The year was 1982. Headlines of several newspapers screamed that N.T.Rama Rao (NTR) and Ramakrishna Hegde had formed non-Congress governments in Andhra Pradesh and Karnataka respectively.
Soon I was accosted by a few friends in the Hindu College canteen, where I was then a student. As a ‘Madrasi’, I was expected to enlighten them on developments in the two southern states.
These incidents were noteworthy on two accounts; most denizens of northern part of India were unaware of southern states other than Tamil Nadu, Second, in the pre-globalisation era and before the advent of Google anyone from south of the Vindhyas was a ‘Madrasi’. In the alcoves of my memory bank names like Pallavas, Cholas and Cheras resounded, but I was clueless about the Satavahana dynasty. Indians by and large are ignorant about their culture and resplendent history and pay scant respect to it.
Delving into my history books I discovered an interesting and glorious history. Governance in the Satavahana kingdom was organised on classical conformist lines. There are references to the kingdom in various Ashokan scriptures and also by the ancient Greek traveller Megasthenes.
The Aitareya Brahamana classifies Satavahana beyond the pale of Aryananism. While the Nasik Prasasti lays claim to Gautami as a Brahamana who perhaps founded the dynasty.
There is faint numismatic evidence that the Satavahana dynasty spanned present day Madhya Pradesh, Andhra Pradesh and Telengana. Epigraphic evidence also attribute Andhra is the tribal name; Satavahana, the dynastic one and Satkarni , the patronymic. Other historians claim the Satavahanas were of Naga orgin.
As one sifts through the history of the Satavahanas, shrouded as it is by several foggy analyses, there are some robust literary sources which provide an insight into this kingdom.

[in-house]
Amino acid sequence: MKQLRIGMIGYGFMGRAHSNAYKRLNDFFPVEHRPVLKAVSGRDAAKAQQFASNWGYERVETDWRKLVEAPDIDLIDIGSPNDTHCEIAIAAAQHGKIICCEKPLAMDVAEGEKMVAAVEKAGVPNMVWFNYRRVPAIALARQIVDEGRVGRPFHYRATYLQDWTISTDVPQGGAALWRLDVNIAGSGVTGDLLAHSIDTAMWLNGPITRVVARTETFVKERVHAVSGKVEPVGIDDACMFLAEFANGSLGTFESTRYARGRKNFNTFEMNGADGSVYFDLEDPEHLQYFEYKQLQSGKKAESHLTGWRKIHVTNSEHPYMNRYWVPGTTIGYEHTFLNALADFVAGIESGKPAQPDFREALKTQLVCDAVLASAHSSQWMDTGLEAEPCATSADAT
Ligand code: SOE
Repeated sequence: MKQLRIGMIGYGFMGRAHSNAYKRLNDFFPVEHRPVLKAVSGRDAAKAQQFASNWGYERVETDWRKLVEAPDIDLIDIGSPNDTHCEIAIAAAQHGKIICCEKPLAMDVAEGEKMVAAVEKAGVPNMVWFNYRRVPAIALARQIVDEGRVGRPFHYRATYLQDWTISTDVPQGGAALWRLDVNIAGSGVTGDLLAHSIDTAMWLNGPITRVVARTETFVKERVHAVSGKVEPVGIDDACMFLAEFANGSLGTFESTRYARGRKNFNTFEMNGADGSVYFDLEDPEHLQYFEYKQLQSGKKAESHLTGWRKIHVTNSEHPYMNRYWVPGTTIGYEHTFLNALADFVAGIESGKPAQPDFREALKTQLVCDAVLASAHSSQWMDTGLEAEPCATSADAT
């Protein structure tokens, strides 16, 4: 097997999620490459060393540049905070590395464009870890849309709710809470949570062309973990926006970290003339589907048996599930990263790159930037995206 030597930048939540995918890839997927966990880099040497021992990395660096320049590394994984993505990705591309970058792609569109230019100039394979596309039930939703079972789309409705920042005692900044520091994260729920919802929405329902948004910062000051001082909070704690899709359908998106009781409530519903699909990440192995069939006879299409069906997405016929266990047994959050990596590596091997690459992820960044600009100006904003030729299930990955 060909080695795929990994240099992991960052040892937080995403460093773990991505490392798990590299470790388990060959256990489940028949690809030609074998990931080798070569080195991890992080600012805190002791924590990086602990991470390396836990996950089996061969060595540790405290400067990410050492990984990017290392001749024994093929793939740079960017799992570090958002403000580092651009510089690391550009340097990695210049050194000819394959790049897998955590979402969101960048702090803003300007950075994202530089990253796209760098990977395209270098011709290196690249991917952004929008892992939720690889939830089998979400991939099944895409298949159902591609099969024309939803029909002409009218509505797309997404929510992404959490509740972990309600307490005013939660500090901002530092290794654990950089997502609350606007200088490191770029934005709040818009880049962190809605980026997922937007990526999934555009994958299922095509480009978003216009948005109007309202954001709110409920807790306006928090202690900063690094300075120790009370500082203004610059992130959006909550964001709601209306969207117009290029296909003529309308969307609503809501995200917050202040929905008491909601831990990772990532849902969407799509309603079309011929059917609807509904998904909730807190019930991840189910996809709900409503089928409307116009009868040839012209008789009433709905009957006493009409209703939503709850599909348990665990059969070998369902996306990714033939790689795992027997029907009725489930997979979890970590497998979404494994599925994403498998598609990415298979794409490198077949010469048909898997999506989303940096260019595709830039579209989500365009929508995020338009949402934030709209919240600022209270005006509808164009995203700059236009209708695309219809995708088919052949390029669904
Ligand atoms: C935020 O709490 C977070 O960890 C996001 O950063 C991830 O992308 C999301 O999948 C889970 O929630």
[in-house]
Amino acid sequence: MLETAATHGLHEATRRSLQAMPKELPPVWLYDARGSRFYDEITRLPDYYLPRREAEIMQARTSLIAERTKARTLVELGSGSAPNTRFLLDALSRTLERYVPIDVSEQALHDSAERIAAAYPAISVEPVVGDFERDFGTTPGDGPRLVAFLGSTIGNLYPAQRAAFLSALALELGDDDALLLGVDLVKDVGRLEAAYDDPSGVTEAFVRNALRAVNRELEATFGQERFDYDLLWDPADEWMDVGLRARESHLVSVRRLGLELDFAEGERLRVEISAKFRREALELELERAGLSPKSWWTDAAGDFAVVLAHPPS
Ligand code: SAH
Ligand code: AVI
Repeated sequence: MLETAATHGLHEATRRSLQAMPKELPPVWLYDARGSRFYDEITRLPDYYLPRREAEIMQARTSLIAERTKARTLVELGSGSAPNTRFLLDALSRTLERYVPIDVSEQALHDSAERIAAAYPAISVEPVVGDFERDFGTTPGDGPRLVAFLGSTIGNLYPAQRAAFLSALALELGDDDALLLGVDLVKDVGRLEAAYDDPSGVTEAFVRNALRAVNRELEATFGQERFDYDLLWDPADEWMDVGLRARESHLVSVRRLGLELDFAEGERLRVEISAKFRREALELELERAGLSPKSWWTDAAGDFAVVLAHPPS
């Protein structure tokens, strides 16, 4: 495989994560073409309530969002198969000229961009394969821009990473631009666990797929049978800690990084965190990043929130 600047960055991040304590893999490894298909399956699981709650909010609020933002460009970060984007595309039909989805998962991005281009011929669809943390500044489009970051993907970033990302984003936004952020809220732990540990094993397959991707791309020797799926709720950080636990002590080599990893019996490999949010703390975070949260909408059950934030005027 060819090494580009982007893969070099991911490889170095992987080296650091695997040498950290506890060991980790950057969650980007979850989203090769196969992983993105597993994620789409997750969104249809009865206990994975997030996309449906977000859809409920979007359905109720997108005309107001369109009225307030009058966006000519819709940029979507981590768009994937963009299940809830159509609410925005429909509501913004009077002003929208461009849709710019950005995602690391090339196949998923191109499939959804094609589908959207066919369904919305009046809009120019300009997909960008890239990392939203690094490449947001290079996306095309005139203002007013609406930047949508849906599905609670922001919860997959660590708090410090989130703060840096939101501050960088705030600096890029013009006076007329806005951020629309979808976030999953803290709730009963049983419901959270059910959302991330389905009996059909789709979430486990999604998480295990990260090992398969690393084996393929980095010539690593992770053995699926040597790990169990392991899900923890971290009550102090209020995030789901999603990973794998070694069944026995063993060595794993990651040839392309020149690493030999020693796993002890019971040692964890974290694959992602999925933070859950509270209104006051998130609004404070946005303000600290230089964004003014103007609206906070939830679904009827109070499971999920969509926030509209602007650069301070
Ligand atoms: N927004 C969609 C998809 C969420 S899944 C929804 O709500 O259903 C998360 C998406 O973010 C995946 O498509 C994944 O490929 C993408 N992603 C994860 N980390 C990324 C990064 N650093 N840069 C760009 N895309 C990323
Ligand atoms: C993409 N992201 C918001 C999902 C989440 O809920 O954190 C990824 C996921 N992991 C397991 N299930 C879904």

The Puranas mention thirty kings, Gunadhaya’s Brihatkatha and the literary text Leelavati refer to the majestic military exploits of a certain King Hala. The Hathigumpha inscription of Kharavela refers to Gautami Balasari as the first ruler, a fact accepted at a few inscriptions in Sanchi too. After Gautami, there were astute kings in Simuka, Krishna and Satakarni, who administered the kingdom.
Subsequently, principal kings like Raja Raja, Swamin and Pulamavai acquired power and the Satavahanas flourished. It became a naval power and established capital centres at Vaijayanti and Amravati.
The kingdom was divided into janapadas, which were further segregated into aharas. Each ahara was under the vicelike grip of an Amatya. It is worthwhile to mention the basic unit of ahara was the grama, with the village headman, who was called gamika.
The central piece of their administration was that the empire connected the northern parts of India with the southern parts, providing a valuable channel for transfer of ideas and commerce. It is quite riveting that centuries later, Andhra Pradesh and Telengana continue to play pivotal roles in modern day Indian governments, be it National Front, UPA and NDA.
I wonder how many people of Andhra Pradesh and Telengana would be aware of the glorious history of the Satavahana dynasty. It is perhaps our pedagogy which deprives students of awareness of this precious chapter in our glorious history. Only those who pursue history or archaeology as subjects or opt for history in the Civil Services examination are exposed to these incidents of ancient Indian history. There would be several such clans and dynasties in India about which we have little information.